Preprints
https://doi.org/10.5194/acp-2021-879
https://doi.org/10.5194/acp-2021-879

  15 Nov 2021

15 Nov 2021

Review status: this preprint is currently under review for the journal ACP.

Measurement report: Ice nucleating particles active ≥ −15 °C in free tropospheric air over western Europe

Franz Conen1, Annika Einbock1, Claudia Mignani1, and Christoph Hüglin2 Franz Conen et al.
  • 1Department of Environmental Sciences, University of Basel, CH-4056 Basel, Switzerland
  • 2Laboratory for Air Pollution / Environmental Technology, Empa, 5 CH-8600 Dübendorf, Switzerland

Abstract. Ice nucleating particles (INP) initiate ice formation in supercooled clouds, typically starting at a few km above ground. However, little is known about the concentration and composition of INP in the lower free troposphere (FT). Here, we analysed INP active at −10 °C (INP−10) and −15 °C (INP−15) collected during FT conditions at the high-altitude observatory Jungfraujoch. We relied on continuous radon measurements to distinguish FT conditions from those influenced by the planetary boundary layer. Median concentrations in the FT were 2.4 INP−10 m−3 and 9.8 INP−15 m−3, with a multiplicative standard deviation of 2.0 and 1.6, respectively. A majority of INP was deactivated after exposure to 60 °C, thus probably originated from certain epiphytic bacteria or fungi. Subsequent heating to 95 °C deactivated another 15 % to 20 % of the initial INP, likely other types of fungal INP that might be associated with soil organic matter or with decaying leaves. Very few INP−10 withstood heating to 95 °C, but on average 20 % of INP−15 in FT samples did so. This percentage doubled during Saharan dust intrusions, which had practically no influence on INP−10. Overall, the results suggest that aerosolised epiphytic microorganisms, or parts thereof, are responsible for the majority of primary ice formation in moderately supercooled clouds above western Europe.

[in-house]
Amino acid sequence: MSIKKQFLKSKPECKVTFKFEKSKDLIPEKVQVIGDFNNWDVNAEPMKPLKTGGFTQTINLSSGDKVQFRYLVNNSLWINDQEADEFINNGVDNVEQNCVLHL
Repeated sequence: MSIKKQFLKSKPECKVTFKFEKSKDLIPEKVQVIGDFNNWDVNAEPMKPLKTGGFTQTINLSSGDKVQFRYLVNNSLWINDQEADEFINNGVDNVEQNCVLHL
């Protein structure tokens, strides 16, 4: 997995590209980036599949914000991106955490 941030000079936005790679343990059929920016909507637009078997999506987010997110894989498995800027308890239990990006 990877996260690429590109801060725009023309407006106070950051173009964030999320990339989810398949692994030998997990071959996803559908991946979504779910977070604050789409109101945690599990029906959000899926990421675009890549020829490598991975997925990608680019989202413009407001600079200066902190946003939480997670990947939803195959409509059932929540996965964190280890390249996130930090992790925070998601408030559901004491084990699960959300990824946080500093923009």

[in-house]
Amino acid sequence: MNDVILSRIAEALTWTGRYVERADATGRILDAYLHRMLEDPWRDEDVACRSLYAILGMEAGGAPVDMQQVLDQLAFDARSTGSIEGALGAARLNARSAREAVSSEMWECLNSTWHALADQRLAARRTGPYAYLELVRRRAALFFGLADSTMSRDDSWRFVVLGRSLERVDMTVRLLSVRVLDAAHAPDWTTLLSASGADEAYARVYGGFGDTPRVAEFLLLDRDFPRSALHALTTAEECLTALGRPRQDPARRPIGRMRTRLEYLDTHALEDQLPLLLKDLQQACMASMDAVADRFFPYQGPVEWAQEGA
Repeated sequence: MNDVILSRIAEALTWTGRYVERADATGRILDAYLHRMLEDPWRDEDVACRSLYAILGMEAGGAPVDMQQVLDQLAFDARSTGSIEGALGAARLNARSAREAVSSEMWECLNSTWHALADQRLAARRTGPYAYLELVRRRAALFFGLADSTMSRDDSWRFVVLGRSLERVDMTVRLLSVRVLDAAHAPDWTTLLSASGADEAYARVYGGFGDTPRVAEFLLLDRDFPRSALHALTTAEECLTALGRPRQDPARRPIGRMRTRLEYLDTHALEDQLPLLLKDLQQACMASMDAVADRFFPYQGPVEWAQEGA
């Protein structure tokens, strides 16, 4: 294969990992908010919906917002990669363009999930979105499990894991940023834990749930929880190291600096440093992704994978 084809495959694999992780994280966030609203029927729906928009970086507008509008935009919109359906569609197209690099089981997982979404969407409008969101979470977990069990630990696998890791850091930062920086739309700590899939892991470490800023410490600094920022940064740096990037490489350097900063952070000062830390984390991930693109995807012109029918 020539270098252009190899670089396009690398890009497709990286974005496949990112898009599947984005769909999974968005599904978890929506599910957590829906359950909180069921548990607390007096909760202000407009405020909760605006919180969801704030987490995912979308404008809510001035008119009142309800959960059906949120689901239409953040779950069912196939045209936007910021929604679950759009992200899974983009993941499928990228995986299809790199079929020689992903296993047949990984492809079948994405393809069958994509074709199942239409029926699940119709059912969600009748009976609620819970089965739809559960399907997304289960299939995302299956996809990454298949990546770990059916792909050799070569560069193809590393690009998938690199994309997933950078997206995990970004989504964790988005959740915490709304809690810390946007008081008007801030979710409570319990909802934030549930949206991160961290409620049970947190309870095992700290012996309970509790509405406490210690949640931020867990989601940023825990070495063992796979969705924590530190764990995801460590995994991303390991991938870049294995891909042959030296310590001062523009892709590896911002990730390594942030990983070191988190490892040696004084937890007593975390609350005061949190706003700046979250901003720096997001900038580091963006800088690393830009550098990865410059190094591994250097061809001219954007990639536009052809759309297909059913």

Franz Conen et al.

Status: open (until 27 Dec 2021)

Comment types: AC – author | RC – referee | CC – community | EC – editor | CEC – chief editor | : Report abuse

Franz Conen et al.

Franz Conen et al.

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Short summary
Above western Europe ice typically starts to form in clouds a few kilometers above ground, if suitable aerosol particles are present. We found such particles in air masses typical for that altitude to originate most likely from bacteria and fungi living on plants. Occasional Saharan dust intrusions seem to add only little to the number concentration of particles able to freeze cloud droplets between 0 °C and −15 °C.
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